VICE PRESIDENT SPIRO T. AGNEW - DOCUMENT SIGNED 01/11/1966 - HFSID 33326
Sale Price $1,020.00
SPIRO T. AGNEW and OTHERS
County Executive Spiro Agnew signs a contract for building roads at Perry Hall Estates.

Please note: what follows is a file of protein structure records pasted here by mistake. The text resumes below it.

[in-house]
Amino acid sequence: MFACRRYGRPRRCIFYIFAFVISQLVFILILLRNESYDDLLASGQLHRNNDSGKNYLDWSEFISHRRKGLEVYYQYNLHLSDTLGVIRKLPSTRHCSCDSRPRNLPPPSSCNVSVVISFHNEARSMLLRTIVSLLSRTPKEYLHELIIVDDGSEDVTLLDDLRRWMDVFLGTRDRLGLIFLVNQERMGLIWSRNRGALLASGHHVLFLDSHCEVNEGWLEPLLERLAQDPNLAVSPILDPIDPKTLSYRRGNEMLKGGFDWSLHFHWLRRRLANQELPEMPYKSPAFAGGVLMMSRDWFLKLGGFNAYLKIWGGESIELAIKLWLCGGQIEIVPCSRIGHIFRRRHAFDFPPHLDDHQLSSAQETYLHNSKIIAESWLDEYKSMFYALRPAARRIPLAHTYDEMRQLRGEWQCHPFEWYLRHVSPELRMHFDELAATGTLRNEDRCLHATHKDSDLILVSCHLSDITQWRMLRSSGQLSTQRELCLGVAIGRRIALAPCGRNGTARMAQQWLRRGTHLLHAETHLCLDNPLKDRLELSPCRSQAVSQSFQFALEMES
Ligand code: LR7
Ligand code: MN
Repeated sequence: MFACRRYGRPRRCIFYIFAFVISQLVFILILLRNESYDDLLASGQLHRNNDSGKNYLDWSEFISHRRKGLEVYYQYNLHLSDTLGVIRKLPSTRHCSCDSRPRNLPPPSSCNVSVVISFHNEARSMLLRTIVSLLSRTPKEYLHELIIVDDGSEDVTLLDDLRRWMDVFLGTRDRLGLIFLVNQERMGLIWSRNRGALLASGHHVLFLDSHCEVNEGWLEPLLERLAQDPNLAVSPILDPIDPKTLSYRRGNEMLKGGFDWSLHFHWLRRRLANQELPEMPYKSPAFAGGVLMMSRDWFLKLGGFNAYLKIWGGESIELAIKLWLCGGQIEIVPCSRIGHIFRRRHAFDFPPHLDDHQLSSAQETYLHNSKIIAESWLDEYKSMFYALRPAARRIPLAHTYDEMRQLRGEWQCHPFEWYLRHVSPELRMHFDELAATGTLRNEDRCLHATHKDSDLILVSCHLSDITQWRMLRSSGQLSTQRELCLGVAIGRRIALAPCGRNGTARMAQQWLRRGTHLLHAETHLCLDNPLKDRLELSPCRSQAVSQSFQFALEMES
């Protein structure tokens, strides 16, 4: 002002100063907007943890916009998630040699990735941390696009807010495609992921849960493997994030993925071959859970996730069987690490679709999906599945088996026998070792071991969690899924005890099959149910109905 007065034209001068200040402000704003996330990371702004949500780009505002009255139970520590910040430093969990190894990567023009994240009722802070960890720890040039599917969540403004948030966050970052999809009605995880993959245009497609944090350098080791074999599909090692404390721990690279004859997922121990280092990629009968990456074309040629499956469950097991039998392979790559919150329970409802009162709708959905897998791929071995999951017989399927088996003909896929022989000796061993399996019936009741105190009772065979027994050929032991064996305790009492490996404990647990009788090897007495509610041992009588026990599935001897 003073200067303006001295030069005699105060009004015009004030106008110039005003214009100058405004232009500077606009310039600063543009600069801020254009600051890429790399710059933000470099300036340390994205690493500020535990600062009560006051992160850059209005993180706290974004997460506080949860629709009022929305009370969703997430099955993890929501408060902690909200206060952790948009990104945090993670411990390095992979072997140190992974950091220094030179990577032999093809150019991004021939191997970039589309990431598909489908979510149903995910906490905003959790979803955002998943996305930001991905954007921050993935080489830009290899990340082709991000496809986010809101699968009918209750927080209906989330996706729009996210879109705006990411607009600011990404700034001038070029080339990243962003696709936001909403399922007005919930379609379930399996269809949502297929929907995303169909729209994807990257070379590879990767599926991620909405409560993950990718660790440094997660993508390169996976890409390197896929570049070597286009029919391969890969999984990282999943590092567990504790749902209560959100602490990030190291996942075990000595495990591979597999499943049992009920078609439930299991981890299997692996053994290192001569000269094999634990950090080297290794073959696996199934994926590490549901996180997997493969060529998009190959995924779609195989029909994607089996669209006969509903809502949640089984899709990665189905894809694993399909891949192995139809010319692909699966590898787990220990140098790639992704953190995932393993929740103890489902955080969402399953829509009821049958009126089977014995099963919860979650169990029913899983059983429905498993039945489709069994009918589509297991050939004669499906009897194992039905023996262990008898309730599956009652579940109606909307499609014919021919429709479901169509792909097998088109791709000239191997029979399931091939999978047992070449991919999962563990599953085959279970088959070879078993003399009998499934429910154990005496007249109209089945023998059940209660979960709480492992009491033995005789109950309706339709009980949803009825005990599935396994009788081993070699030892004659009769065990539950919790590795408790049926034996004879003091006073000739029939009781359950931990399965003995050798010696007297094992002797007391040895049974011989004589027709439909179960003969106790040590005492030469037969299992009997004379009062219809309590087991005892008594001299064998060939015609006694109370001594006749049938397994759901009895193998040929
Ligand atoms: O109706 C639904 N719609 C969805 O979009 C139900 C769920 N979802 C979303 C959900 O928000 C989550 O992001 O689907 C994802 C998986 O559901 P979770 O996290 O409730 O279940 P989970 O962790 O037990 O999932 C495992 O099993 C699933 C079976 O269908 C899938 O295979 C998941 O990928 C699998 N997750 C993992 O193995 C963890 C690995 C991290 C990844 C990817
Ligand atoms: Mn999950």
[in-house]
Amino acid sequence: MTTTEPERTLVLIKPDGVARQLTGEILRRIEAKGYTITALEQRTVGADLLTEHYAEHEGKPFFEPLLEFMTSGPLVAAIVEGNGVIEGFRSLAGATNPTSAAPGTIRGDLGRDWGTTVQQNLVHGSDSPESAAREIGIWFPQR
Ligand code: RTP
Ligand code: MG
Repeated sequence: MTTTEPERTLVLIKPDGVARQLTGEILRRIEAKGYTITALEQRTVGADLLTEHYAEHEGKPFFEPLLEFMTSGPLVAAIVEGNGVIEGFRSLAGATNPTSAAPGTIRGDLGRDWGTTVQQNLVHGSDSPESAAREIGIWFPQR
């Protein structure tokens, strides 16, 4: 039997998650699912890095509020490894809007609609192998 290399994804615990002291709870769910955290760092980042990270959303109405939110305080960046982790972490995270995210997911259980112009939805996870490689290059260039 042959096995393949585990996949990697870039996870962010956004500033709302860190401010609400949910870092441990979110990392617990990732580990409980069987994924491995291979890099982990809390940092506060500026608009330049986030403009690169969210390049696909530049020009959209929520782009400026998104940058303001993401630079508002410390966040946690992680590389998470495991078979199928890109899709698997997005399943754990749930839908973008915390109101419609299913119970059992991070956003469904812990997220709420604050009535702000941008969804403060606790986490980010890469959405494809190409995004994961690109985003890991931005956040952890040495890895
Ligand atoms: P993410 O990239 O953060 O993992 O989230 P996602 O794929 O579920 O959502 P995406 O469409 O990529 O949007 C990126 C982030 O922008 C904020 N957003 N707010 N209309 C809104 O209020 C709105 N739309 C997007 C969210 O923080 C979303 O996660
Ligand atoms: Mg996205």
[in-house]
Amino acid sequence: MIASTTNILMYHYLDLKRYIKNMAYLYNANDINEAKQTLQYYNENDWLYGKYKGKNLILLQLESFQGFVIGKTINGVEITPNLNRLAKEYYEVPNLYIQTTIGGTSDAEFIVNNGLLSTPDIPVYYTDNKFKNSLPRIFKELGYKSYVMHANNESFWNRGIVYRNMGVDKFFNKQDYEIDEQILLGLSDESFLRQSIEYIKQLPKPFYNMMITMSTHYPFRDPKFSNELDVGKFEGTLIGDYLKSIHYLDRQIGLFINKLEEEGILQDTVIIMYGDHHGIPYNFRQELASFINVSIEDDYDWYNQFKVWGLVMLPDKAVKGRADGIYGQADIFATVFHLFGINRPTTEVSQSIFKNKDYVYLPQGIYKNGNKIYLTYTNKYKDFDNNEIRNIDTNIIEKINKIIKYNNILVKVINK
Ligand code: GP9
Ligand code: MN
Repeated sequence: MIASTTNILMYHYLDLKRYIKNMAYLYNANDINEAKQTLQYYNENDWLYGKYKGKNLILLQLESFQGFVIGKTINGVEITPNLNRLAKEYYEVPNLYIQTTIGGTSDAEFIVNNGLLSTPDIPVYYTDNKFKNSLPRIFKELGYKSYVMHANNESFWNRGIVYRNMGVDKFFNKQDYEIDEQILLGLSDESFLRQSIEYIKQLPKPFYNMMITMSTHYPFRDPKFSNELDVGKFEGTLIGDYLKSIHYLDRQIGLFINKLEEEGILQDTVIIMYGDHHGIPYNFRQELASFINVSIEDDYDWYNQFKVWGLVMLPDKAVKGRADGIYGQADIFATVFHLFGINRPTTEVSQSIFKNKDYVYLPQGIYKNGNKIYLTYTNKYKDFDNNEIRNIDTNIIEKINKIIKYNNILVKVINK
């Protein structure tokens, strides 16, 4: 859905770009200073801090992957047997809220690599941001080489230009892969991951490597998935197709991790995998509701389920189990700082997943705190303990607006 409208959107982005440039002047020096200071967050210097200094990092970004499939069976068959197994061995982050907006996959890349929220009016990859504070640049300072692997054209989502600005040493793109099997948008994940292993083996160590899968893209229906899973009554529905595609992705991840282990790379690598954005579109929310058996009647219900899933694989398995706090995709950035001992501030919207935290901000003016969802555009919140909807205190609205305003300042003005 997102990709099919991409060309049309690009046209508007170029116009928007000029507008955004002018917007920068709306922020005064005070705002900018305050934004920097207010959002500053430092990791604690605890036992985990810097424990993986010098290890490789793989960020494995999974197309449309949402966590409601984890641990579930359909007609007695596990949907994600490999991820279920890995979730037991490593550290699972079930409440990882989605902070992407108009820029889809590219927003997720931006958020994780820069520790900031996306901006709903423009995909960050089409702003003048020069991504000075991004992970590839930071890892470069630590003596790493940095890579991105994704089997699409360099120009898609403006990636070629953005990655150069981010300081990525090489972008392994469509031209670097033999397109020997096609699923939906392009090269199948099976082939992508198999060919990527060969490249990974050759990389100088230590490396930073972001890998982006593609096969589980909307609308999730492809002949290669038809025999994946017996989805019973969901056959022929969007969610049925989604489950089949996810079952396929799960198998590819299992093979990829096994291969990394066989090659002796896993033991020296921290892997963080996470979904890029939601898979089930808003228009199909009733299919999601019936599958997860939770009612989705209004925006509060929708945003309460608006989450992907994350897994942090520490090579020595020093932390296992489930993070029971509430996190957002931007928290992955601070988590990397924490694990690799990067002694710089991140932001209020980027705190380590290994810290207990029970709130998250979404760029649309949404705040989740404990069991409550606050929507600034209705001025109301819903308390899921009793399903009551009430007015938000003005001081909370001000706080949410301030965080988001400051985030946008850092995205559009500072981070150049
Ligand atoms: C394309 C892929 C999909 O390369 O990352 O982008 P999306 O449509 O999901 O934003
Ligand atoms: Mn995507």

Carbon Typed Document Signed: "Spiro T. Agnew" in ink as County Executive, 2p, 8½x11, separate sheets. Baltimore County, Maryland, 1966 January 11. Headed: "Baltimore County, Maryland/Contract Agreement". Contract No. 6553R between Baltimore County, Maryland and the B&W Construction Company, Inc. of Essex, Maryland for "Roads at Perry Hall Estates, Sec. 7, District 11, Baltimore County, Md." The company was to be paid $16,526 for the work and materials. Also signed on second page by the Vice President of the construction company, the county Roads Engineer, the Assistant County Solicitor, the Director of Finance and two witnesses, including a Secretary for the county. Lightly creased. Staple holes at upper left blank corners, 3 file holes at blank left margins. Ink lightly "haloed" at Director's signature. Overall, fine condition. Accompanied by copies of both the Performance Bond and Payment Bond issued to B&W Construction Company, Inc. Both are signed by the Vice President of the construction company, an attorney for the New Amsterdam Casualty Company, the Assistant County Solicitor and two witnesses. Both are lightly soiled. Staple holes at upper left blank corners. 3 file holes at blank left margins. Embossed with seals at lower right margins. With two photocopies of "Power of Attorney/New Amsterdam Casualty Company". Staple holes at upper left blank corners. 3 file holes at blank left margins. Fine condition. In 1962, Republican attorney Spiro Theodore Agnew (1918-1996), born Spiro Anagnostopoulos, was elected as County Executive of Baltimore County, Maryland, his first public office. An outsider in a predominantly Democratic county, in 1966, the year this contract was signed, Democrats selected an opponent of integration as their candidate for the state's Governor and Agnew won the governorship. Sworn in as Governor of Maryland in January 1967, Agnew, who became noted for his backing of tax and judicial reforms, resigned on January 7, 1969, having been elected as Richard M. Nixon's Vice President. Reelected to the vice presidency in 1972, Agnew resigned on October 10, 1973 in the face of charges that he had accepted $29,500 in bribes while Governor of Maryland (and allegedly continued to receive bribes while Vice President) and falsified federal tax returns. Agnew, who pleaded nolo contendere to the income tax charge in federal court, was sentenced to three years probation and fined $10,000. Disbarred in Maryland, he became an international trade executive after leaving office. Four items.
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